Burn Your Dinner. On Purpose.

Is charring your dinner to a crisp all that bad? We talked to four pros who explained why, sometimes, burning your food can be a very good thing.
Photo of the ingredients for burned chicken stock on a sheet pan.
Photo by Joseph De Leo, Food Styling by Anna Stockwell

First rule of cooking: Don't burn the food.

Second rule of cooking: Maybe, actually, sometimes burn the food—on purpose.

That second rule isn't just a dictum of the hundreds of people who love burnt popcorn and blackened toast. It's a rule that plenty of professional chefs have implemented in their own kitchens. And in case you think this is some new fad, destined to go away by the time you're no longer forced to cook three square meals every single day for you and all of your quarantine buddies, think again.

Burning foods on purpose is nothing new. In classic French cuisine, stocks are often started by cutting an onion in half and then searing the exposed flesh until the surface is totally black. The blackened onion then goes into the pot with roasted animal bones and other aromatics to simmer away. When I was in culinary school, we learned that this was a key component of a certain type of dark stock: the blackened onion not only adds flavor, imparting a subtle bitterness that offsets the sweet taste of carrots, tomato paste, and whatever else might be in the stock. It also lends a rich color, which makes the stock look more appealing.

In his new cookbook, The Outdoor Kitchen, Hartwood chef Eric Werner takes that idea one step further with his recipe for Chicken Stock on the Grill. In this recipe, whole pieces of chicken are charred over an open fire alongside onions, carrots, and celery until each element is blackened all over.

"Incorporating some char into the the stock brings a richer, smokier flavor," says Werner. It gives the broth a fuller, rounder flavor and you "can smell the wood-fired chicken" as you sip the finished stock. For even bolder char flavor, he likes to grill the flesh side of a halved lemon or lime until those telltale black lines develop, and squeeze the smoky-tart juice into the broth right before sipping it from a mug.

Those same lemons play well with a host of other foods: Werner likes to brush halved lemons with honey that's been thinned out with water, char them, and then squeeze the juice over "grilled fish or vegetables to add a smoky sweet-plus-sour finish." He makes a smoky vodka lemonade with charred citrus and fire-kissed sprigs of thyme, or goes for a simpler cocktail of smoky mezcal and charred lemon juice, shaken with a pinch of salt until well chilled.

A charred lemon, a glug of vodka, a burned sprig of thyme: total smoke show.

Photo by Gentl & Hyers

But charring is about more than just adding bitterness and woodsy flavors. In fact, you don't even have to have a grill to enjoy the benefits of charring. "You can always char things in a cast-iron skillet," says Cortney Burns, whose forthcoming cookbook, Nourish Me Home, features recipes for a charred eggplant soup, charred lettuces served with herby tahini, and a sweet corn pudding that features ears of grilled corn where the charred bits of corn are flaked off and reserved as a garnish before puréeing the kernels to mix into the batter.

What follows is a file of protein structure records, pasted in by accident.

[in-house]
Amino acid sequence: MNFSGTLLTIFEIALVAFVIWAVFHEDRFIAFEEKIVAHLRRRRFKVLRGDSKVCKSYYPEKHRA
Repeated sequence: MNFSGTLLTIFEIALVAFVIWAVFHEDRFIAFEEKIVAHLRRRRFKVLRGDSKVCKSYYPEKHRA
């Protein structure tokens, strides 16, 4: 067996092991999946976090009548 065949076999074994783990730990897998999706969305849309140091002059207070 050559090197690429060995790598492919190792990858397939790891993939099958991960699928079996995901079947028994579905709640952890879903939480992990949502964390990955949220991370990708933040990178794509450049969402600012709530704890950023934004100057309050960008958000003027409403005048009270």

"You can also roast things at a very high heat," says Burns. Any way you go, "there's a lovely caramelization of flavor you can get with charring—of course there's the classic Maillard reaction, but that's just one example. The sugars and proteins get all of these kind of lovely umami flavors."

In the case of those corn cobs, Burns says charring both intensifies the natural sugars present in corn—by coaxing them to the surface and caramelizing them—and introduces subtle bitterness for balance.

In Beyond the North Wind, Darra Goldstein introduces another classic cooking technique that involves charring. This one comes from the Russian Orthodox Easter tradition of making a paste of rye bread and salt and baking it in a 500°F oven until it's a hard, blackened disc. After cooling, the disc is ground into a garnish known as black salt, which was traditionally sprinkled over hard-boiled eggs during the holiday.

Today, Goldstein likes to use it as a finishing salt for roasted or steamed vegetables, or to sprinkle over carpaccio, crudo, or smoked salmon. She also notes that it is particularly good with "all kinds of egg dishes."

Goldstein calls out a different finishing salt in Beyond the North Wind as her favorite, though. Instead of rye bread, it starts with oats, coriander, and dill seed as the base, but it's made in much the same way. She also writes that in some regions of Russia, people add chopped cabbage leaves to their black salt mixture. In others, cooks add "seaweed for iodine and flavor."

In Kris Yenbamroong's Night + Market, the chef offers yet another take on a charred flavor base. In his recipe for khao soi, a dish of curried noodles that hails from Burma and Northern Thailand, the aromatics for the curry paste (including sliced fresh turmeric, ginger, shallots, garlic, and dried chile) are stir-fried in a wok until blackened before being puréed. Yenbamroong writes that the paste is "earthy, smoky, fragrant, and surprisingly lacking in heat;" it's worlds different from the bright, fresh Thai green curry paste Epi contributor Max Falkowitz recently wrote about.

Burns is quick to note that she's "apprehensive" of using a lot of "super-burned ingredients because of their carcinogenic nature." But she adds that if you're "playing with smoke and fire and char in a thoughtful way," there is an opportunity to bring in "layers of bitterness" to a dish and "and give it a depth of flavor that it wouldn't necessarily have otherwise."